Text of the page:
We hypothesized that increasing affinity of IL-2 for IL-2Rα would be a useful strategy to construct IL-2 variants with potentially improved therapeutic properties. IL-2Rα is overexpressed on the surface of activated T cells (Smith, 1989; Theze et al., 1996) and has a long half-life (∼48 h) on the cell surface (Hemar and Dautry-Varsat, 1990). An IL-2 mutant with increased affinity for IL-2Rα may bind to the surface of activated T cells for a longer time and hence remain in circulation, captured on T cells, for much longer than wild-type IL-2. Thus, IL-2Rα on activated T cells may act as a reservoir for IL-2 in circulation, leading to a prolonged persistence of IL-2 signaling. This should enable reduced dosage and, consequently, lower toxicity. Yeast surface display and directed evolution have been used previously to generate IL-2 mutants with increased affinity for IL-2Rα (Rao et al., 2003). In this article, we describe the bioassay evaluation of such mutants in a novel pulsed bioassay that more closely approximates the systemic clearance of IL-2 than conventional static bioassays do. In this assay, a T cell line shows significantly greater proliferation in response to IL-2 mutants with higher affinity for IL-2Rα than to wild-type IL-2 or a mutant with wild-type affinity for IL-2Rα. This result not only demonstrates the increased activity of IL-2 mutants with increased IL-2Rα affinity, but also emphasizes the pitfalls of false negatives and false positives arising from an inappropriate choice of assay for evaluating the engineered IL-2 variants. Conventional static bioassays at low picomolar concentrations suggested that increased affinity of IL-2 for IL-2Rα did not exhibit a significant effect on the activity of the IL-2 mutants relative to wild-type IL-2 (Rao et al., 2003). In addition, a mutant with no change in IL-2Rα affinity was implied to have higher activity in the static assay, whereas the pulsed bioassay shows no change in activity for this mutant.
We also investigated the mechanism conferring increased activity to IL-2 mutants with increased affinity for IL-2Rα. Our results suggest that IL-2Rα on the T cell surface acts as a ligand reservoir for IL-2 and mediates this increased activity for the IL-2 mutants. Furthermore, a mathematical model predicts longer persistence of the IL-2 mutants with increased affinity for IL-2Rα on the surface of T cells in circulation, when administered as an intravenous bolus. This could conceivably lead to prolonged signaling from the IL-2 mutants with increased affinity for IL-2Rα, even at low dosages, suggesting potentially improved therapeutic value for these IL-2 mutants.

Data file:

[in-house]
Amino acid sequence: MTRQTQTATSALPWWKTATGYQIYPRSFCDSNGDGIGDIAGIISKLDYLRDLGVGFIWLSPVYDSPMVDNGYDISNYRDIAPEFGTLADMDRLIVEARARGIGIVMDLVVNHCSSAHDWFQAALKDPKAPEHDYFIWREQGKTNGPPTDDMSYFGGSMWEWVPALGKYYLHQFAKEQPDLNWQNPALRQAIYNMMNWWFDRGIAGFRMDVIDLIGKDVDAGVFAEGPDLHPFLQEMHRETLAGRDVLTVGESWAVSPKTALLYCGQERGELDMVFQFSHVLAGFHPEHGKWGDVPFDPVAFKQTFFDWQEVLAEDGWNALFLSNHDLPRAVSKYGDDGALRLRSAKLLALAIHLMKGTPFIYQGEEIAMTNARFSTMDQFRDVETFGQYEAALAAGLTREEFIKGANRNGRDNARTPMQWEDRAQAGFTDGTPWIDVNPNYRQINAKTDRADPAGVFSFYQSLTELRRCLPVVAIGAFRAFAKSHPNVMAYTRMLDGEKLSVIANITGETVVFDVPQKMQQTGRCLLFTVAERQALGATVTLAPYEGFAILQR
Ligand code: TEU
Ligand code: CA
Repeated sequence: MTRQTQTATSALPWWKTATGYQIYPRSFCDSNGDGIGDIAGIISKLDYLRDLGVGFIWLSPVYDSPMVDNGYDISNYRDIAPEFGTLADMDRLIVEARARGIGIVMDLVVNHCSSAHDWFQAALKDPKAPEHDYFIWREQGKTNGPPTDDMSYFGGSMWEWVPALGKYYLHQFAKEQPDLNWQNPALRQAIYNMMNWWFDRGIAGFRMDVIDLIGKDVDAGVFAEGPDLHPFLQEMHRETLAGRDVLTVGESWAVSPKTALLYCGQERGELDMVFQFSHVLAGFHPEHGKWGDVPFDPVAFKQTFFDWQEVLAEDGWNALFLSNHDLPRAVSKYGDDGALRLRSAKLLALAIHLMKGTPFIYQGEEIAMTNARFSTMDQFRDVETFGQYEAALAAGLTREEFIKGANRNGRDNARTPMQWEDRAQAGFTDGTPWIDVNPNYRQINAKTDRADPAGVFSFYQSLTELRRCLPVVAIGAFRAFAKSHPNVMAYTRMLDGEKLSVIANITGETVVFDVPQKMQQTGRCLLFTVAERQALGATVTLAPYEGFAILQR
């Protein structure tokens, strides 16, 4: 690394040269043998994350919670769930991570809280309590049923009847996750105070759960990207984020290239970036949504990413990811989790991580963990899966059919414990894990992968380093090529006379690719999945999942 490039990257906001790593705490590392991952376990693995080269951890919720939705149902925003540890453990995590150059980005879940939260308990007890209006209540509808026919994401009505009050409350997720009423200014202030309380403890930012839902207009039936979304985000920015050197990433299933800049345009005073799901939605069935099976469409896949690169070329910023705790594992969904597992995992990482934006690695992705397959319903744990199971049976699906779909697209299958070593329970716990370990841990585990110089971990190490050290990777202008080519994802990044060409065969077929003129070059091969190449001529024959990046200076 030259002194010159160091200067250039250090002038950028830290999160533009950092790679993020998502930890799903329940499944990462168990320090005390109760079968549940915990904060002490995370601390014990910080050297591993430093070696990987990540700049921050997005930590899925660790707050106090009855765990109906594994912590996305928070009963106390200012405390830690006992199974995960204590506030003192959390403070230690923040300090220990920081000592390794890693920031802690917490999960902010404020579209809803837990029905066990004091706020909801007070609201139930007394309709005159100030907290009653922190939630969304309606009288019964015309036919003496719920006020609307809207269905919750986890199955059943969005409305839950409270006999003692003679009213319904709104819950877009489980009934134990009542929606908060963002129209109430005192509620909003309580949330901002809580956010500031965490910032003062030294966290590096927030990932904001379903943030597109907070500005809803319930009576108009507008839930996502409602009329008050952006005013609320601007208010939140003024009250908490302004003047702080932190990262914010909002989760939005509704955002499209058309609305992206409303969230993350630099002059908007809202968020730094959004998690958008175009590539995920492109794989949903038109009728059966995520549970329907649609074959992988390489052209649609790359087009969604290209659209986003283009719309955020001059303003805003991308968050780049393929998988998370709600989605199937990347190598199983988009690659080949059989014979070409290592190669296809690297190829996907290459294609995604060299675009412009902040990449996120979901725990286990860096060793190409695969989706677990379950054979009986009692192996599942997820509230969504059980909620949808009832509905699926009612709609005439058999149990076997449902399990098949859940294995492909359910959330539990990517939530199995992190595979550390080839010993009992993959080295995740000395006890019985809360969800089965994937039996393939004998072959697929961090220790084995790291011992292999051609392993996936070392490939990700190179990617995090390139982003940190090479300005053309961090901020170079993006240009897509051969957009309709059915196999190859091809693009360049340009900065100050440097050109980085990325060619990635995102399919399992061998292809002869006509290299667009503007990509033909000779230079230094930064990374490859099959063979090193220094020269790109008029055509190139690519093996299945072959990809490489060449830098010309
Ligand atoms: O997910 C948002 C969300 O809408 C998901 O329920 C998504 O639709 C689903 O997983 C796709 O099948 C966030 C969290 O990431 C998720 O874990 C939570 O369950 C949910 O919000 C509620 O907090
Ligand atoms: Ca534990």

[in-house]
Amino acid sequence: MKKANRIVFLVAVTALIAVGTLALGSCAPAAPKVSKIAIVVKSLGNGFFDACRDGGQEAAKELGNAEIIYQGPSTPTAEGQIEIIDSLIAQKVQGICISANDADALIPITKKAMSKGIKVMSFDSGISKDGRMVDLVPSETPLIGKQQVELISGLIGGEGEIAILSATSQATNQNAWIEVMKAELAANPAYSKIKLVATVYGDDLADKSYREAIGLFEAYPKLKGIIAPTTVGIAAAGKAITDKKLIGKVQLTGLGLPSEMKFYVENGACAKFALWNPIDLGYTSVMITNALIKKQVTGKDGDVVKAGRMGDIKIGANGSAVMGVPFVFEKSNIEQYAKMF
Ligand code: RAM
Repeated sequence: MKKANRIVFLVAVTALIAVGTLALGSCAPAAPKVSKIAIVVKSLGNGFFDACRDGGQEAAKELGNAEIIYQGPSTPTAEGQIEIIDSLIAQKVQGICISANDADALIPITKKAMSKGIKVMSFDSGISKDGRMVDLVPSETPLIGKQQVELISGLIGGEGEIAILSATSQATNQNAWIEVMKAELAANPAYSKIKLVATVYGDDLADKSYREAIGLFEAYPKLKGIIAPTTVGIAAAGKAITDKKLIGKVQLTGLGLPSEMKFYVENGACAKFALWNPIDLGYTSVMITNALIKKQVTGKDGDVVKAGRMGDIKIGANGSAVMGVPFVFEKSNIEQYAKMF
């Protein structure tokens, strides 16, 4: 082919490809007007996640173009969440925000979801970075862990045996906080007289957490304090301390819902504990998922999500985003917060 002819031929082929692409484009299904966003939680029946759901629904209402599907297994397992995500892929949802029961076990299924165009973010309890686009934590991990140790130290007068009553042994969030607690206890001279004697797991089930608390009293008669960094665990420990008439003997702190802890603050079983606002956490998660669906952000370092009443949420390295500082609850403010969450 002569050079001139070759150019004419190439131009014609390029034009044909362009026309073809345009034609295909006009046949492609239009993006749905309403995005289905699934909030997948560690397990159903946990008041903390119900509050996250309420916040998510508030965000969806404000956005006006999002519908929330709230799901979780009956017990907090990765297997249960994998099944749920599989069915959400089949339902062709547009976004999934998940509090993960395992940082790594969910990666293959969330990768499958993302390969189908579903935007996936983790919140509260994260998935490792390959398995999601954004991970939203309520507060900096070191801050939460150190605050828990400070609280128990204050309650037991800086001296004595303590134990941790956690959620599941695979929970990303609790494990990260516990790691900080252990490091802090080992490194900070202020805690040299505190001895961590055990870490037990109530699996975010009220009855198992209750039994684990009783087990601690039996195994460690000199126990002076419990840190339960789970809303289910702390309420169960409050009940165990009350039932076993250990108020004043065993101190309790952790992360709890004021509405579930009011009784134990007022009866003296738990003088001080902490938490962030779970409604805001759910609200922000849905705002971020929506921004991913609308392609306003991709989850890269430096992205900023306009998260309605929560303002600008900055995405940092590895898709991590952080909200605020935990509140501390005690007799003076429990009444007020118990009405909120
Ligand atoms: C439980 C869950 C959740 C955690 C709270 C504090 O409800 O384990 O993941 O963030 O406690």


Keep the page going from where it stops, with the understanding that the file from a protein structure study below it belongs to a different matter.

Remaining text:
Materials and Methods
IL-2 Mutants. For clarity, the term “interleukin-2” will be used throughout to refer to wild-type interleukin-2 and the interleukin 2 mutants M6, M1, and C1. The wild-type IL-2 considered has a serine at position 125 (C125S, equivalent to Proleukin). Yeast surface display and directed evolution were used to generate IL-2 mutants with increased binding affinity for IL-2Rα (Rao et al., 2003). We considered three mutants: M6 (V69A, Q74P, I128T), M1 (V69A, Q74P), and C1 (I128T). M6 and M1 have a 15- to 30-fold increased affinity for IL-2Rα compared with wild-type IL-2. Mutant C1 has wild-type affinity for IL-2Rα. The rationale behind the choice of these mutants for analysis has been previously detailed (Rao et al., 2003). Wild-type IL-2 and the IL-2 mutants were expressed solubly in a yeast expression system, with an N-terminal FLAG epitope tag and a C-terminal c-myc epitope tag, as described previously (Rao et al., 2003).
Conventional Static Bioassay. Proliferation of an IL-2-dependent cell line was used as a readout to evaluate the activity of the IL-2 mutants generated. Kit225 is a human IL-2-dependent T cell line, expressing roughly 3000 to 7000 IL-2Rαβγ and 200,000 to 300,000 IL-2Rα (Hori et al., 1987; Arima et al., 1992). A frozen stock of Kit225 cells was created using cells cultured in a humidified atmosphere with 5% CO2 at 37°C, in RPMI 1640 supplemented with 1 nM IL-2, 10% heat-inactivated fetal bovine serum, 200 mM l-glutamine, 50 units/ml penicillin, and 50 μg/ml gentamycin. Thereafter, frozen aliquots were revived and cultured in medium containing 40 pM IL-2. Before the bioassay, Kit225 cells were cultured in medium without IL-2 for 1 day. Cells were then resuspended in medium containing wild-type IL-2 or IL-2 mutants at different concentrations at 105 cells/ml. Cell culture aliquots were taken at different times, and the viable cell density was determined using the Cell-titer Glo assay (Promega, Madison, WI).